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About college, research, and living on your own. I need help

  1. Jul 2, 2010 #1
    I have a few questions that I need to get over my head with.

    1. I am a freshman and about to start college. I am 18, when I finish my freshman years, I will be 19. I am just wondering since I am just starting first-year-physics, is there even a point in finding research? Where do I find research opportunities? Do I just go to my physics professor and ask him for a research? I personally don't mind spending my free-time on research, but are all physics major required to do a minimum hours of research?

    2. My other question deals with living on my own. I was reading a thread on some college board and it says that most people (males mainly?) start living on their own and have a job by the time they are in 3rd year. I am just wondering, is that true? What kind of part-time job should I seek to balance my life? I mean what kind of part-time job would I be able to afford time and money to support myself?
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  3. Jul 2, 2010 #2


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    Most undergrads don't do research in their freshman year. You'll probably be assigned an advisor, it would be best to ask him/her about research opportunities.

    If you have financial support from your parents, count yourself as extremely lucky and don't get a job. Your goal should be to get the highest grades you can; a job would only distract from that...just my two cents.

    Do you know at this point if you'll need a job?
  4. Jul 2, 2010 #3
    Actually my parents has been bugging me about it, they rant on paying college, food, shelter (Actually, they always complain supporting me with food and shelter, so it isn't anything *new*), and other various stuff. So I kinda want to get a job that might support myself, which I know is close to impossible because I am just a freshman with no skills.

    So just when do I get research opportunities officially? Is it possible to spend my summer 2011 just doing research? Or shuold I just focus on my GPA?
  5. Jul 2, 2010 #4
    It's rare that you "officially" get research opportunities. It's more a case of asking around and seeing what is available.

    As for a job... a summer job might be worthwhile, but if your parents are willing to pay (even if they b**ch about it), I think you should avoid a job during the school year. You need to focus on your studies... if reality intrudes and you must work, that's a different matter. But being a student *is* a full-time job.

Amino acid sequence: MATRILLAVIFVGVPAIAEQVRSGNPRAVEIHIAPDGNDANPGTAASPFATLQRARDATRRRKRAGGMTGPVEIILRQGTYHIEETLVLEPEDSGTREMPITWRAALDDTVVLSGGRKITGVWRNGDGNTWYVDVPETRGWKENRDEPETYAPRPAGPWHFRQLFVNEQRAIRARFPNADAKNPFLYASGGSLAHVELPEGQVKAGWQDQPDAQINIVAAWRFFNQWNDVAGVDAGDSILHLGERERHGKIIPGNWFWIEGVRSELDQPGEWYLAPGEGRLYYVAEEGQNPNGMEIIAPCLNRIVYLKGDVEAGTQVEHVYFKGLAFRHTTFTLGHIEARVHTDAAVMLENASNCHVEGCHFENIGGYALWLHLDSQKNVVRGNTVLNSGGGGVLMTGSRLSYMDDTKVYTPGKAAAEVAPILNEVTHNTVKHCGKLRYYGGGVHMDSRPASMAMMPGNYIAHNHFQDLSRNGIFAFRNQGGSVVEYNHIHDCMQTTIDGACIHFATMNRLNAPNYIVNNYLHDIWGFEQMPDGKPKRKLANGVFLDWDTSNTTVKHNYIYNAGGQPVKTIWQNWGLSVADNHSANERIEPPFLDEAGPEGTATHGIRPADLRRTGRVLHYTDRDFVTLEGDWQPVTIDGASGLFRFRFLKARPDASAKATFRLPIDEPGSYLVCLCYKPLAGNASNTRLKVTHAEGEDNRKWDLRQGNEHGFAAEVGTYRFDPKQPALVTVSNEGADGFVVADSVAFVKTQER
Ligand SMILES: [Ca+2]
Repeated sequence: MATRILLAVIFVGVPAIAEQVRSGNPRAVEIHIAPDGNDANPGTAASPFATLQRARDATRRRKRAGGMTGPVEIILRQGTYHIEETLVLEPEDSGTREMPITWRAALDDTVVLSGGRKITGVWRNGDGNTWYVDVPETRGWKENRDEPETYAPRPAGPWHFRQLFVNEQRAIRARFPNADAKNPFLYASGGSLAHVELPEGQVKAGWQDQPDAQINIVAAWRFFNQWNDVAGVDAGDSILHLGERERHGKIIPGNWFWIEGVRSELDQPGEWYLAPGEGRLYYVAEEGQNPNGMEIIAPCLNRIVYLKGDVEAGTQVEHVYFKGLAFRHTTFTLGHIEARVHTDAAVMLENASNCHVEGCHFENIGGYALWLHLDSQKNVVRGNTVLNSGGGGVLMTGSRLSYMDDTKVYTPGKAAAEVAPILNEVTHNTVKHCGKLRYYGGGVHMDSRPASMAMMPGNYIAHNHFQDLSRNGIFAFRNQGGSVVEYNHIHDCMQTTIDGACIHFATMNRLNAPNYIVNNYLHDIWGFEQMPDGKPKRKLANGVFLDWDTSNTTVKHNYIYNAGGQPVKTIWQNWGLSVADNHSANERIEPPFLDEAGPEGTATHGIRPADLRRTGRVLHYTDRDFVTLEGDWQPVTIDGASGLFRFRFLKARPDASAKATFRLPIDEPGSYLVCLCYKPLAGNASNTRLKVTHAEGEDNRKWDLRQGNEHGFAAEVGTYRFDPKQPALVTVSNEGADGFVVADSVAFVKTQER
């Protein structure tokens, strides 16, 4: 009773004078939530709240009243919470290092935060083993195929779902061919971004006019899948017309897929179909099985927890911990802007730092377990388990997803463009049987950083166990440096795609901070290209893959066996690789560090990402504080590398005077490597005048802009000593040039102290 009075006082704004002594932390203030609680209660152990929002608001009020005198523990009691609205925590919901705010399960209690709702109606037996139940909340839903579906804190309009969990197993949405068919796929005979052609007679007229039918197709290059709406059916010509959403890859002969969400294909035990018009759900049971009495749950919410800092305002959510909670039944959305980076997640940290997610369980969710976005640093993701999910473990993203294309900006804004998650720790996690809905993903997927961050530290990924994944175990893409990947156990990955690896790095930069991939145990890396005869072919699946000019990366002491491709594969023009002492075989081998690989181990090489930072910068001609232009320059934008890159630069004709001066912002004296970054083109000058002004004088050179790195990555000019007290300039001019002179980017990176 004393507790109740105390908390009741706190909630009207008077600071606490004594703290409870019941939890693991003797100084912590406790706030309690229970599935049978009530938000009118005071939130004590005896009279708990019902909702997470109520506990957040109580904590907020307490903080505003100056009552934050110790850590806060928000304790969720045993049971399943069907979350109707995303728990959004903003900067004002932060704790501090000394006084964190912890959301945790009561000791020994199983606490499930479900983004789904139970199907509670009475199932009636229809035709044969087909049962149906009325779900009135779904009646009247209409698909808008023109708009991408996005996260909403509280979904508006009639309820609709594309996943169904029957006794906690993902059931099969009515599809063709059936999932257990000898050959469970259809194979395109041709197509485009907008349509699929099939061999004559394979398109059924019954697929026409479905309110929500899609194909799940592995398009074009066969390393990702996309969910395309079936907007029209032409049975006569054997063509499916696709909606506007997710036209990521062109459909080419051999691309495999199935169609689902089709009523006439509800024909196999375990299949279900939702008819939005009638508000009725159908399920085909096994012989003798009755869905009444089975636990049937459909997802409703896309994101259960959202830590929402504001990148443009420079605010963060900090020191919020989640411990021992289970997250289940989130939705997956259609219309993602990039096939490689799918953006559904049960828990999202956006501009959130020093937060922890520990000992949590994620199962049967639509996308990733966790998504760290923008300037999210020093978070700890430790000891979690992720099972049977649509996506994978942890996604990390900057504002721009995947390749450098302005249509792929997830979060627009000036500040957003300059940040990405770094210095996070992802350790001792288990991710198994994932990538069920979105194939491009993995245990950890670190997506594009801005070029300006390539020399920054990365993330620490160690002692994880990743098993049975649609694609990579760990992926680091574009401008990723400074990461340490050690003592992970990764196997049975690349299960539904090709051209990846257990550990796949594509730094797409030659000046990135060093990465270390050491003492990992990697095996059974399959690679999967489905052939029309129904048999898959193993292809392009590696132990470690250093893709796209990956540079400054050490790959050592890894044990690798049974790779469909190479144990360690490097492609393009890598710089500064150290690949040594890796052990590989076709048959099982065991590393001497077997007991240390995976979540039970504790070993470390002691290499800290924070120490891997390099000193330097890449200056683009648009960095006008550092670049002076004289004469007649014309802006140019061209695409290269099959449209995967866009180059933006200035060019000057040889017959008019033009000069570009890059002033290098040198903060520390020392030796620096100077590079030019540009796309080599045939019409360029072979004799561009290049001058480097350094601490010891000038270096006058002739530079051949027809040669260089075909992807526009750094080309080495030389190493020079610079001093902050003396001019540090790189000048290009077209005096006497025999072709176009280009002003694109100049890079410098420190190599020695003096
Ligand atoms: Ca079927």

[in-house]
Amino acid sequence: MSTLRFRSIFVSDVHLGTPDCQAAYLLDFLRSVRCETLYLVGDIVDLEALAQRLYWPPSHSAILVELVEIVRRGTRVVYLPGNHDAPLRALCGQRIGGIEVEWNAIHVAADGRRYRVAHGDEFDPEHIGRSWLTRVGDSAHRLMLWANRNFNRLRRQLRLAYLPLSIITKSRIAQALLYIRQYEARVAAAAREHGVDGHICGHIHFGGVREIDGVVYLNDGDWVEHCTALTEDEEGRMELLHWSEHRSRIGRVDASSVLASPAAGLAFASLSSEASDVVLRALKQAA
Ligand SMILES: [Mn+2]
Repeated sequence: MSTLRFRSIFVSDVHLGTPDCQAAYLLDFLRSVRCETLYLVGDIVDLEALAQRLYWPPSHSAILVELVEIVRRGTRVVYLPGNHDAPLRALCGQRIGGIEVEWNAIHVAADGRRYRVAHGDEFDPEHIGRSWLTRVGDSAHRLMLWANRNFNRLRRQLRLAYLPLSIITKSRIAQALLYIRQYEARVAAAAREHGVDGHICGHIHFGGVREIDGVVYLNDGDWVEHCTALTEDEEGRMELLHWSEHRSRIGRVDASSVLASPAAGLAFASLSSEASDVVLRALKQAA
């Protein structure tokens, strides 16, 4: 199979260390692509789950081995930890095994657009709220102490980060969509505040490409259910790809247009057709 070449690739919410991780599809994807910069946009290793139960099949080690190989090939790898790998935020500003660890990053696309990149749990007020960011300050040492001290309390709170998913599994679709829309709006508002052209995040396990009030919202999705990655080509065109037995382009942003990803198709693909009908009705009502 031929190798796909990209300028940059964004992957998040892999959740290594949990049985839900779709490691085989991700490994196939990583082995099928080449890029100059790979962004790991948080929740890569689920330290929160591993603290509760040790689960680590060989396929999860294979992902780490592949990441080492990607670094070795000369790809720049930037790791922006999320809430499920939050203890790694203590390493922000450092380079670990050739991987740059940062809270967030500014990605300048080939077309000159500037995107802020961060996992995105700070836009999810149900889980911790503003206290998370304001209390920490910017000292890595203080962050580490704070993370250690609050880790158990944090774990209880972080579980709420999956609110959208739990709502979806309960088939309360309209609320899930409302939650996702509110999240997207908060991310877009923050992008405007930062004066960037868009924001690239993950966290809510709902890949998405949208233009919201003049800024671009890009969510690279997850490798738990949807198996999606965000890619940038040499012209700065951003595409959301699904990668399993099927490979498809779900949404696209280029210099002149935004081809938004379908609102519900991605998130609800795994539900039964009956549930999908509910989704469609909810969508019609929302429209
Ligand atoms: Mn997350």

Last edited: Jul 2, 2010
  6. Jul 2, 2010 #5
    I should add... one professor I know regularly "recruits" undergraduates into his research group based on how they do in his freshman physics class. So the best way to get into research is to do very well in your courses... professors *do* notice!
  7. Jul 2, 2010 #6


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    Next to impossible? A large portion of the job force is high school graduates/drop outs, you can find a job. Of course, as lisab said, try to keep support from your parents as long as you're civilized and grateful for it (you don't want them to cut you off 100% in your senior year since you weren't civilized about it, that can spell disaster). The only people I know who can't find jobs, even in this economy, are people who feel they're entitled to the job THEY want (a rant I can go on about for hours... but I'll save that for elsewhere!).

    Also, what kind of university do you go to? Some universities don't even care if their students do research and I've never heard of a university that requires it outside of doing it as a senior thesis. Ask your advisor/coordinator, they know what is required/expected out of you far better than we do. As for doing the actual research, you'll probably see it advertised more than just told to you. Doing research will come fairly natural in my opinion. As you interact with the department and the courses, you'll hear about things to do and professors who have groups or that do work with undergrads etc etc. Just keep an ear open... ask other people what work they're doing who have been around longer... see what they have to say. You'll be hard pressed to find someone who can't take 2 minutes out to give you the quick rundown of their work and how you can get into it or what else is going on in the department.
  8. Jul 2, 2010 #7
    Yeah, but they are low-end paying jobs and they live with their parents. I know this is low to ask this, but do departments pay people to tutor lower classmen? I already completed calc III and in the process of Calc IV this summer. I guess the only drawback for me is linear algebra.
  9. Jul 2, 2010 #8